Beatles 'reuniting to write autobiography'
Thirty years after the Beatles split up, the three surviving band members are reuniting to write the Fab Four's "autobiography".
Sir Paul McCartney, George Harrison and Ringo Starr are expected to make more than £1 billion from the anthology, according to The Sunday Telegraph.
The 360 page book, to be published in the autumn, has taken six years to write, and will provide the fullest and frankest account of how the band ruled the pop world throughout the 1960s.
Yoko Ono, the widow of John Lennon, the fourth Beatle who was shot dead in New York in 1980, will receive a quarter share of the profits, although she has not been actively involved in the project, the paper said.
The band members have written the book to put the record straight on why the world's most famous band split up, as well as the stories behind the fame.
Sir Paul said: "It will dispel some of the myths and put the record straight, as every Tom, Dick and uncle of a friend has been writing books on the Beatles since 1963."
The autobiography, which will sell for about £50, will disclose new information about the group's drug taking, their sexual exploits, the rivalries, jealousies and eventual break-up in 1970.
The book will also counter the widely-held belief that Sir Paul wanted the split, said the paper.
It tells how Lennon was the first to walk away, months before the official split, leaving Sir Paul with the "blame" when he later made the official announcement.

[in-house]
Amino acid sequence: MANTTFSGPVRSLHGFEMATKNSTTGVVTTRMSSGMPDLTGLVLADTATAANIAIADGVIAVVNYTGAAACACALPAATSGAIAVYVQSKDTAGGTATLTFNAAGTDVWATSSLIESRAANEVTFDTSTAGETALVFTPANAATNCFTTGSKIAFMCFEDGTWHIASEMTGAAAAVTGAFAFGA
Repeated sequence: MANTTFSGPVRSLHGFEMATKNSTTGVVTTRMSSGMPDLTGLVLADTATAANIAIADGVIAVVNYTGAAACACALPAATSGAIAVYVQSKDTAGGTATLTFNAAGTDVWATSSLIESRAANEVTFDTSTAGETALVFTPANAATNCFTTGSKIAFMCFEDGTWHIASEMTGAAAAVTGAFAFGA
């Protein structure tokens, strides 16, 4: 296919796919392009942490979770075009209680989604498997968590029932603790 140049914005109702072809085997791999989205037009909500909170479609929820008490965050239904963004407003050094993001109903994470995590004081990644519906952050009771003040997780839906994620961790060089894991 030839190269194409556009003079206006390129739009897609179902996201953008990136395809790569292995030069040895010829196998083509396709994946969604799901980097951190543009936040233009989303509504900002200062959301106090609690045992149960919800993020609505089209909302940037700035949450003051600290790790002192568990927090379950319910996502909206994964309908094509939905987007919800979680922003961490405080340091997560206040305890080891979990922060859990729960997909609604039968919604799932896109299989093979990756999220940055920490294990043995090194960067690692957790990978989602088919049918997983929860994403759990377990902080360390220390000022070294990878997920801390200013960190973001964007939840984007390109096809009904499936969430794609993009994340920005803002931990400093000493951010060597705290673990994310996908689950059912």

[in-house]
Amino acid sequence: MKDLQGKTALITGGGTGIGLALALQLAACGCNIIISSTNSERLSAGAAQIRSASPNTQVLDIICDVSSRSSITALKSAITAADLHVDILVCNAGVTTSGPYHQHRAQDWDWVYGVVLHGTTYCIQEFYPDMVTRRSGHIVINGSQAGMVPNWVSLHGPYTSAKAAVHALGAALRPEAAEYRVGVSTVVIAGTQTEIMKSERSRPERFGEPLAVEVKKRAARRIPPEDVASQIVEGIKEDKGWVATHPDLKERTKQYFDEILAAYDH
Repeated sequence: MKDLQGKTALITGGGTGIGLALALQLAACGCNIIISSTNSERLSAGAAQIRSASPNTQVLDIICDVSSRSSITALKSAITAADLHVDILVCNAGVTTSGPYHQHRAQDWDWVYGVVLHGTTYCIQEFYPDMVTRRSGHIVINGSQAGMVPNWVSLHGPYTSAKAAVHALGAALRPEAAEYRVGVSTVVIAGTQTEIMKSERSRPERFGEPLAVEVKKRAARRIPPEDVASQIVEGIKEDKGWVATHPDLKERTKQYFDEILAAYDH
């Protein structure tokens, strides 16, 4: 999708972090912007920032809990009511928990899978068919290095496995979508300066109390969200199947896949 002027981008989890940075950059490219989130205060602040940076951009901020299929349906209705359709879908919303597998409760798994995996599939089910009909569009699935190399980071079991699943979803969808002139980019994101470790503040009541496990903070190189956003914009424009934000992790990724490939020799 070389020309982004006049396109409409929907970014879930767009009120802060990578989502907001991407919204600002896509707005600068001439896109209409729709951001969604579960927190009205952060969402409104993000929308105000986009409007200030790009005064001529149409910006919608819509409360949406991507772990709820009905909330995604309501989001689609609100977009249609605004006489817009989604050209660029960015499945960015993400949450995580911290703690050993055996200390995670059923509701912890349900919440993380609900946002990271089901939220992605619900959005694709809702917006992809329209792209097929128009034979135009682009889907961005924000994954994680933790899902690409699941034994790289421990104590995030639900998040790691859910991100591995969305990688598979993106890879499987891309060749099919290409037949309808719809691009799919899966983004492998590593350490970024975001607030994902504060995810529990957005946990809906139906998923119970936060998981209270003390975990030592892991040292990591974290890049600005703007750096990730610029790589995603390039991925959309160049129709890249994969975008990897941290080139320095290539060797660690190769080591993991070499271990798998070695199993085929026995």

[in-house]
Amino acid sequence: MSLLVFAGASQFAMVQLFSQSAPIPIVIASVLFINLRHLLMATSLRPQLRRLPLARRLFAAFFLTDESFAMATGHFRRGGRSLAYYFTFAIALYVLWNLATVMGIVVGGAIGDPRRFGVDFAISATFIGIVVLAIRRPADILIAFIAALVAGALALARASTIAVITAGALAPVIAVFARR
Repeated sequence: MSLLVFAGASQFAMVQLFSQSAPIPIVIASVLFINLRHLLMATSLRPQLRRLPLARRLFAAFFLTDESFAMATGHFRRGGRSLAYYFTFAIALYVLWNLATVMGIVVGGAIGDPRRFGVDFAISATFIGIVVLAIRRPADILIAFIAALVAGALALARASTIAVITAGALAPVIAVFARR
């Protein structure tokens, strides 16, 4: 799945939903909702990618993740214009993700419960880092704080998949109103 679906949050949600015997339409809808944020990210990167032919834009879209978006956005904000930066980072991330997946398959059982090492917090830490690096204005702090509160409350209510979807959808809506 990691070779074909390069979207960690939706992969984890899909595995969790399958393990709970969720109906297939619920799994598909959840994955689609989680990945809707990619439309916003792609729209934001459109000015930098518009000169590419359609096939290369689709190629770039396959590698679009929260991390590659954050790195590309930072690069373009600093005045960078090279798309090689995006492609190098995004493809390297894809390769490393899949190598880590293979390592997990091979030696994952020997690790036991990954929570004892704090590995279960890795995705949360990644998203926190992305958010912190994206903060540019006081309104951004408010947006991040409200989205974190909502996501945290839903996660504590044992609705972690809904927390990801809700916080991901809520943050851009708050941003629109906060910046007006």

The band's autobiography will also examine the effect that Yoko Ono had on the Beatles after she first had an affair with Lennon, and later married him.
Sir Paul, 57, Harrison, 57 and Starr, 59, have collected 1,200 photographs, mostly unpublished until now, for the book, The Sunday Telegraph reports.
The project is effectively the joint autobiographies of the three men with hundreds of statements made by Lennon, both in public and in private, woven into the picture given by the surviving band members.
It is also expected to provide an insight into how closely the surviving members have been working together in the past few years.
The book will disclose that in 1996, the three Beatles turned down an offer of 175 million dollars (£113 million) to perform 17 concerts in the United States, Germany and Japan, said the paper.
It will also give credit to Brian Epstein, the band's manager affectionately known as the fifth Beatle, who died from a drug overdose in 1967 at the age of 32.
One official at Apple Corps, the band's company said: "Most Beatles biographies have been based on press cuttings and ill-informed perceptions, while the men involved have hitherto said almost nothing."
The Beatles Anthology will be published in Britain and America, with plans to have it translated into dozens of languages, including Chinese, with worldwide sales expected to be more than 20 million.
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